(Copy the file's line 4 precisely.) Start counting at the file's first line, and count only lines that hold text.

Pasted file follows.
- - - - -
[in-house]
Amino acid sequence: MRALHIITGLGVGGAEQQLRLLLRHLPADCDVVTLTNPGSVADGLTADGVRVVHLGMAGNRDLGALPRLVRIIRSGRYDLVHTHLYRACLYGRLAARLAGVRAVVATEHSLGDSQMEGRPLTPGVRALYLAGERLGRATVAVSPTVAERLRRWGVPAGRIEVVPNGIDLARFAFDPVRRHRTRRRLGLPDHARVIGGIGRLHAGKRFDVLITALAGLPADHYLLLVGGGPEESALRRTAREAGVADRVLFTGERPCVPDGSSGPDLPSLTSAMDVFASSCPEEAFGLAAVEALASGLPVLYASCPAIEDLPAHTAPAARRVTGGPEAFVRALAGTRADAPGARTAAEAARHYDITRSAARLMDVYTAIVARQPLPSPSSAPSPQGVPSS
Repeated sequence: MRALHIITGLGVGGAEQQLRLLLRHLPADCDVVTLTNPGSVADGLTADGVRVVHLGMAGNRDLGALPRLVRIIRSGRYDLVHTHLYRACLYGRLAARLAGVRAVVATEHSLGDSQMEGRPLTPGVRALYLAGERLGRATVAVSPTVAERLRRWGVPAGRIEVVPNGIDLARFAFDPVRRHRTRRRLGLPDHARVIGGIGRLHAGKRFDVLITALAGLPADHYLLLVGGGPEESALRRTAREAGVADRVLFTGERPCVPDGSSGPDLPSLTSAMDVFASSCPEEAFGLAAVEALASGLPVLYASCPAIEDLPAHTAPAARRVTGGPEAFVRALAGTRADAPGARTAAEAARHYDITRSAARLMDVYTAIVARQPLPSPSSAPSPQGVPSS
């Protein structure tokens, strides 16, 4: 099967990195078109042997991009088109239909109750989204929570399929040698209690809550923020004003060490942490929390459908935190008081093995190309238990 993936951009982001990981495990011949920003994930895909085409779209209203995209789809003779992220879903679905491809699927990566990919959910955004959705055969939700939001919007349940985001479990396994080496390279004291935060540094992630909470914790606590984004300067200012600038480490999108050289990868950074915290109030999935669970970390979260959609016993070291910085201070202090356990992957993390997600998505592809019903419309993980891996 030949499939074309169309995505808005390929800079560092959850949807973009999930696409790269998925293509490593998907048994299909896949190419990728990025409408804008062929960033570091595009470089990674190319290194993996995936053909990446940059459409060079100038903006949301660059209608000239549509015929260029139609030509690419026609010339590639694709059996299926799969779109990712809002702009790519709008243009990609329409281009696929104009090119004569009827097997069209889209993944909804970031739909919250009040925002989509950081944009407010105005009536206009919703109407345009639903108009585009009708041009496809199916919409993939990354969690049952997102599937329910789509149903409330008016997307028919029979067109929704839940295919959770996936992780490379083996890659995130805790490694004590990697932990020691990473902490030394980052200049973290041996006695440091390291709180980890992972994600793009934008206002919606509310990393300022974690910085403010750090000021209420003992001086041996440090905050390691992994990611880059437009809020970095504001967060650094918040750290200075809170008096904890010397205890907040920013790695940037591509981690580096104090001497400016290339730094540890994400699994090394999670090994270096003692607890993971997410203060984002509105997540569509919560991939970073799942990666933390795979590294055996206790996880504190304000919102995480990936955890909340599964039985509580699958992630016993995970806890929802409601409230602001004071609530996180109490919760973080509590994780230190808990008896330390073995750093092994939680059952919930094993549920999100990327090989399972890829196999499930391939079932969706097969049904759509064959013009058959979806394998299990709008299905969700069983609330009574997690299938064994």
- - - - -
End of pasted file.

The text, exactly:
């Protein structure tokens, strides 16, 4: 099967990195078109042997991009088109239909109750989204929570399929040698209690809550923020004003060490942490929390459908935190008081093995190309238990 993936951009982001990981495990011949920003994930895909085409779209209203995209789809003779992220879903679905491809699927990566990919959910955004959705055969939700939001919007349940985001479990396994080496390279004291935060540094992630909470914790606590984004300067200012600038480490999108050289990868950074915290109030999935669970970390979260959609016993070291910085201070202090356990992957993390997600998505592809019903419309993980891996 030949499939074309169309995505808005390929800079560092959850949807973009999930696409790269998925293509490593998907048994299909896949190419990728990025409408804008062929960033570091595009470089990674190319290194993996995936053909990446940059459409060079100038903006949301660059209608000239549509015929260029139609030509690419026609010339590639694709059996299926799969779109990712809002702009790519709008243009990609329409281009696929104009090119004569009827097997069209889209993944909804970031739909919250009040925002989509950081944009407010105005009536206009919703109407345009639903108009585009009708041009496809199916919409993939990354969690049952997102599937329910789509149903409330008016997307028919029979067109929704839940295919959770996936992780490379083996890659995130805790490694004590990697932990020691990473902490030394980052200049973290041996006695440091390291709180980890992972994600793009934008206002919606509310990393300022974690910085403010750090000021209420003992001086041996440090905050390691992994990611880059437009809020970095504001967060650094918040750290200075809170008096904890010397205890907040920013790695940037591509981690580096104090001497400016290339730094540890994400699994090394999670090994270096003692607890993971997410203060984002509105997540569509919560991939970073799942990666933390795979590294055996206790996880504190304000919102995480990936955890909340599964039985509580699958992630016993995970806890929802409601409230602001004071609530996180109490919760973080509590994780230190808990008896330390073995750093092994939680059952919930094993549920999100990327090989399972890829196999499930391939079932969706097969049904759509064959013009058959979806394998299990709008299905969700069983609330009574997690299938064994």